Australia's green turtle may become extinct, say report
In the cooler southern areas of the Great Barrier Reef, the number of female green turtles ranged between 65 and 69 per cent
Canberra: A new study on Tuesday claimed that the green sea turtles in Australia's Great Barrier Reef might become extinct due to warmer ocean temperatures. Conducted by the National Oceanic and Atmospheric Administration (NOAA) in the US along with Australian scientists from the Department of Environment and Heritage Protection, the study found that male green turtles were rapidly declining for around two decades, reports Xinhua news agency.
In the cooler southern areas of the Great Barrier Reef, the number of female green turtles ranged between 65 and 69 per cent.
While in the warmer northern tip of the Reef, female green turtles accounted for a staggering 87 to 99.8 per cent of the population.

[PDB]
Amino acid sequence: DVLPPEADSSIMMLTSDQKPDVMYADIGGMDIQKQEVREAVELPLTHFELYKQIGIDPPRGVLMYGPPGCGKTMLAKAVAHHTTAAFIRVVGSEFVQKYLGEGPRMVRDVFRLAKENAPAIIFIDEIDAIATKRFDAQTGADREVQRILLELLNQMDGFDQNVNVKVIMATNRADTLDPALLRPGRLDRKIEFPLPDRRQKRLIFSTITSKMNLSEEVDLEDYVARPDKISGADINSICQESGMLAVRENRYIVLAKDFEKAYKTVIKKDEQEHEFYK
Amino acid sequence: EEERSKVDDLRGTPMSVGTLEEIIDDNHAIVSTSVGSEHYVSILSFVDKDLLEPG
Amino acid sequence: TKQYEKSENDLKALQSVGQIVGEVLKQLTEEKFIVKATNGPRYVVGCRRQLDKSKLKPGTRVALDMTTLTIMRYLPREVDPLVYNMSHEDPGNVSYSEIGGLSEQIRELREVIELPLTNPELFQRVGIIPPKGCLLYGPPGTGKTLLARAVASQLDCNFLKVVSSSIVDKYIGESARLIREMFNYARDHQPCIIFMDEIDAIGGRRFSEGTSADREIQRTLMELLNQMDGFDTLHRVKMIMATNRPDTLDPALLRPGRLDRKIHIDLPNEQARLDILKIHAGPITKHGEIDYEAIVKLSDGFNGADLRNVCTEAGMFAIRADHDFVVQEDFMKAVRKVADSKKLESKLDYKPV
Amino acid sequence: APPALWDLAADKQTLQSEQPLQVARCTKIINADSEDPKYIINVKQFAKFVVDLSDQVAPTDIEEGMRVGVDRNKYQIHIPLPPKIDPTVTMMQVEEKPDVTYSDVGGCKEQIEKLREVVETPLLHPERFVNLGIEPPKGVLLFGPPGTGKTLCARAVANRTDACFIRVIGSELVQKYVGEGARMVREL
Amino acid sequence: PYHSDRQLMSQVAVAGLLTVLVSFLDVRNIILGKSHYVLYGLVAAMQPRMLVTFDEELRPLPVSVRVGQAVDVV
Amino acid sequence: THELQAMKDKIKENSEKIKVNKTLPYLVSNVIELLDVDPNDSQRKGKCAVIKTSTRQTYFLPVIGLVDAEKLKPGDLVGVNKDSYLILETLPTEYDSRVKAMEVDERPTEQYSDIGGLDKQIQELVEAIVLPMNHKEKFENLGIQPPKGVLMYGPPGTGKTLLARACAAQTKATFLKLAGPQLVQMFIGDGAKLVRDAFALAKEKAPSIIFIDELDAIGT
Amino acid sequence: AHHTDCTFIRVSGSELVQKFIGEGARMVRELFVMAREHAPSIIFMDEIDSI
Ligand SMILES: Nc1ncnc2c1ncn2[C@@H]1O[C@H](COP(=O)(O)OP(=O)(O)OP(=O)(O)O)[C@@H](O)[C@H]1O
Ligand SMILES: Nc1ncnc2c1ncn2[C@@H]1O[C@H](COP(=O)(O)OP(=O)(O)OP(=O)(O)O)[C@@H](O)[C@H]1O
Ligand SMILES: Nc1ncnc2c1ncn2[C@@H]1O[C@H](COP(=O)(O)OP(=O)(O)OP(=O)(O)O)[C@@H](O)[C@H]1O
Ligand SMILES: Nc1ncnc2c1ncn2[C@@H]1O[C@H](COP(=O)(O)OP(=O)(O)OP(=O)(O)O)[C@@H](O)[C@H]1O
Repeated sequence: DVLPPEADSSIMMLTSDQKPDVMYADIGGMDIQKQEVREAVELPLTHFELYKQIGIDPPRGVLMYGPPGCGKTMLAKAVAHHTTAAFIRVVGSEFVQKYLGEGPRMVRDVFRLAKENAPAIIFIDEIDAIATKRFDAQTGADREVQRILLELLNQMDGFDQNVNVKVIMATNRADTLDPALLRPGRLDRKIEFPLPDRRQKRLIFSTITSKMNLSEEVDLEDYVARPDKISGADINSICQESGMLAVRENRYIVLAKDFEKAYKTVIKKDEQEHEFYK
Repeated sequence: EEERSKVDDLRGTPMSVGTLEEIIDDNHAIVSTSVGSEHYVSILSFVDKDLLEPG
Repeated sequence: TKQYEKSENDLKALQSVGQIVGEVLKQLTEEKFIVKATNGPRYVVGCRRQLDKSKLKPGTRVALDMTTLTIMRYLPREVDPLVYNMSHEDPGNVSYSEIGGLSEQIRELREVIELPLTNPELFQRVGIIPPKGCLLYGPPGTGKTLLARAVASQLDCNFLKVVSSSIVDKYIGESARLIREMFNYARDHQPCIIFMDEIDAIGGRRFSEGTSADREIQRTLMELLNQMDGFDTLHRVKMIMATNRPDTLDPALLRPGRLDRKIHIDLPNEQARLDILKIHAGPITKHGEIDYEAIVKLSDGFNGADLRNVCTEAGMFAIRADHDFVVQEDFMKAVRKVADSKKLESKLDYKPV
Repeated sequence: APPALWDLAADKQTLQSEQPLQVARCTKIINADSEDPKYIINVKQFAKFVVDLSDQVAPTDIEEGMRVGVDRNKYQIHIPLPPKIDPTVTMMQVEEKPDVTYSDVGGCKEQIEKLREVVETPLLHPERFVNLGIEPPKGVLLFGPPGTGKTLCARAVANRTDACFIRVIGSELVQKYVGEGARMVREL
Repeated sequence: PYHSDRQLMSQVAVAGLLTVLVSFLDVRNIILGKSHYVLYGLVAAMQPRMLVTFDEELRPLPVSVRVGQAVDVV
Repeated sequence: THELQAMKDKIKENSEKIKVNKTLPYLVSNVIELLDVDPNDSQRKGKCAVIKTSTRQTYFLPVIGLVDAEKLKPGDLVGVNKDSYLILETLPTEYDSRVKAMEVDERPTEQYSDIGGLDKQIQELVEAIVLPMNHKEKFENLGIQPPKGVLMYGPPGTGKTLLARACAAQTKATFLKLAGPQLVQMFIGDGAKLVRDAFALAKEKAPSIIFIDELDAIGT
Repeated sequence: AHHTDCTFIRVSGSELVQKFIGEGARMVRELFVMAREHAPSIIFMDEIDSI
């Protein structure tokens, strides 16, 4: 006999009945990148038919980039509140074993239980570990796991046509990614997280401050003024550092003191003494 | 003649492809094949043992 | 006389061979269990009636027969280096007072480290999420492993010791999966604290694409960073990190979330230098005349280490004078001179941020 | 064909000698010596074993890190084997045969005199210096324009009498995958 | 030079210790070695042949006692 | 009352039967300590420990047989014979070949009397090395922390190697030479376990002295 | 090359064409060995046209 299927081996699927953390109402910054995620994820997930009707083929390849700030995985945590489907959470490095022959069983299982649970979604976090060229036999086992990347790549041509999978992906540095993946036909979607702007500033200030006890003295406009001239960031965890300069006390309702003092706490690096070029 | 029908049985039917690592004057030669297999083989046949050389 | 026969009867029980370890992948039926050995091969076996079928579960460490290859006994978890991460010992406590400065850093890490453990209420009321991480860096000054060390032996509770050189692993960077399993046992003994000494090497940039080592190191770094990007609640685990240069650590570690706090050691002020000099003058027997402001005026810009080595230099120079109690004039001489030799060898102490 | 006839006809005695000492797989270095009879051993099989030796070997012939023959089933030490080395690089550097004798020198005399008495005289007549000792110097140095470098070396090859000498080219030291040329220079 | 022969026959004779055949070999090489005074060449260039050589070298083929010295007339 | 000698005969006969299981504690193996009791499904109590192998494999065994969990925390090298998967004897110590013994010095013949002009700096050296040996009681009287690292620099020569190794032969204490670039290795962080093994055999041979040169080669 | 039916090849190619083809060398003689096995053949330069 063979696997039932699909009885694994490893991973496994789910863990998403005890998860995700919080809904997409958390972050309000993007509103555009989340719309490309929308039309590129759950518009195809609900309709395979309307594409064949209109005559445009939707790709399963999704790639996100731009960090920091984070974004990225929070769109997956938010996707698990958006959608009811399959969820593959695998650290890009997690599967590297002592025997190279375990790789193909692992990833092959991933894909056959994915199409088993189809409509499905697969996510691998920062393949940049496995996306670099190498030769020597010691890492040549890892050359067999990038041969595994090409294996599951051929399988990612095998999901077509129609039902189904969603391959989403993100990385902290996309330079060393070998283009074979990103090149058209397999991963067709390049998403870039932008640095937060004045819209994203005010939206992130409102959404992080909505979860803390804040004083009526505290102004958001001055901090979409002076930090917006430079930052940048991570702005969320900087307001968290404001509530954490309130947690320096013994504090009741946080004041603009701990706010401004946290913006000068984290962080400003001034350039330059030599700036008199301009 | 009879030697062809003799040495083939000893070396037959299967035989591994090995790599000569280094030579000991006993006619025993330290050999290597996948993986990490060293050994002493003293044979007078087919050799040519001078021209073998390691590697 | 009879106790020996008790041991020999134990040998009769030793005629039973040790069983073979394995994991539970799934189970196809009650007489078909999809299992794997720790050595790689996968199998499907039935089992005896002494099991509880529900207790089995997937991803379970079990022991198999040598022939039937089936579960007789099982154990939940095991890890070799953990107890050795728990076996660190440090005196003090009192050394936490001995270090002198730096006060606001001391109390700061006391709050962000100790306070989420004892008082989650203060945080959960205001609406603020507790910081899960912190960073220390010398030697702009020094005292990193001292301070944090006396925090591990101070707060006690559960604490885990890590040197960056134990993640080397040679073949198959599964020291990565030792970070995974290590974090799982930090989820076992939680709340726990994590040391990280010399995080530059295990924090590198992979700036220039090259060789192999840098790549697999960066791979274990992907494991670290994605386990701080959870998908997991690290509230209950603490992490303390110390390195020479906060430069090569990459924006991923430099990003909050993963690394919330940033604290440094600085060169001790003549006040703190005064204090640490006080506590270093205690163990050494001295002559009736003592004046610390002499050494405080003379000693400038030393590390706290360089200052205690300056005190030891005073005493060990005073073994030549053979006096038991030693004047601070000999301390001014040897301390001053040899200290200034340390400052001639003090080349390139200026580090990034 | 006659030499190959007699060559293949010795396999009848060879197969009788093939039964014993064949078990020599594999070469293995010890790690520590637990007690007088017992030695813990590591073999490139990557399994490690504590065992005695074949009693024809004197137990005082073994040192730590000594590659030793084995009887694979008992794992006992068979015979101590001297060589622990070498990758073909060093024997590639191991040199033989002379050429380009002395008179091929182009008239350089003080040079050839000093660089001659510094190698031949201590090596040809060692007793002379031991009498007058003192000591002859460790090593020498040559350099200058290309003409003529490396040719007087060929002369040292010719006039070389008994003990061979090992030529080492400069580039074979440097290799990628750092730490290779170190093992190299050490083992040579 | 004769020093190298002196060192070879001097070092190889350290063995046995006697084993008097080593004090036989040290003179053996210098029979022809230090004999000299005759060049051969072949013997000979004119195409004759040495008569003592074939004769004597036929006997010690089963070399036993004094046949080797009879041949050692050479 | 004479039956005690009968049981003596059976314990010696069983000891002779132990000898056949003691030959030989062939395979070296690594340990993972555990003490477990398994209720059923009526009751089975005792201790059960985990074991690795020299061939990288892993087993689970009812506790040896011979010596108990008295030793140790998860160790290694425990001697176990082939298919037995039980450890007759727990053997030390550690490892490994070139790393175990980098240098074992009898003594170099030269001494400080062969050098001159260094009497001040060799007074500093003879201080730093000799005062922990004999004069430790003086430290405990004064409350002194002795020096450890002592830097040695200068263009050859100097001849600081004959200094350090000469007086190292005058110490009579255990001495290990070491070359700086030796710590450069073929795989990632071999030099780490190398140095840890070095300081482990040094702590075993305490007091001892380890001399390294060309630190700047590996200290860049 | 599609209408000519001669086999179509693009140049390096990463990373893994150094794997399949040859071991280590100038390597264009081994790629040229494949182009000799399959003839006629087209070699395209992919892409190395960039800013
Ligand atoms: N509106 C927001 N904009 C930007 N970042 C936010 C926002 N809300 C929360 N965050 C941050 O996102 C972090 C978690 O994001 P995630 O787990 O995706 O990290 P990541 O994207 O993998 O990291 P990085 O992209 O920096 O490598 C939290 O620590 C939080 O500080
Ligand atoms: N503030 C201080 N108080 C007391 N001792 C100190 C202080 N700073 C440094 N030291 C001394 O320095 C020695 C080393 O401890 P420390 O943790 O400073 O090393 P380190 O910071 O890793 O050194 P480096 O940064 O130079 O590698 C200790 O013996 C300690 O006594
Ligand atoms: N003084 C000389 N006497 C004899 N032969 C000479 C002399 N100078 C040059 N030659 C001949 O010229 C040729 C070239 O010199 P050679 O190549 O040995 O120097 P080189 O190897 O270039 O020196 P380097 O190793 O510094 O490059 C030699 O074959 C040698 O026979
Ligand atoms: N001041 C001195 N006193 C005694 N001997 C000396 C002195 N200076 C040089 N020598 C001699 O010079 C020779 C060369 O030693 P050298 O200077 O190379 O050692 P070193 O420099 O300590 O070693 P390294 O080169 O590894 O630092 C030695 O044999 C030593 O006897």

"Considering that sea turtle sex is dependent upon the temperature at which the egg incubates and considering that warmer temperatures produce more female hatchlings, we're concerned climate change might be causing this effect," biological marine researcher at the NOAA, Camryn Allen.
"The pivotal temperature for sea turtle populations where they produce 50 per cent male and 50 per cent female is about 29 degrees Celsius."
"Any variation on that of about one to two degrees, could risk producing all females or perhaps embryonic death."
Average temperatures on the Great Barrier Reef have far exceeded that pivotal temperature, according to Allen.
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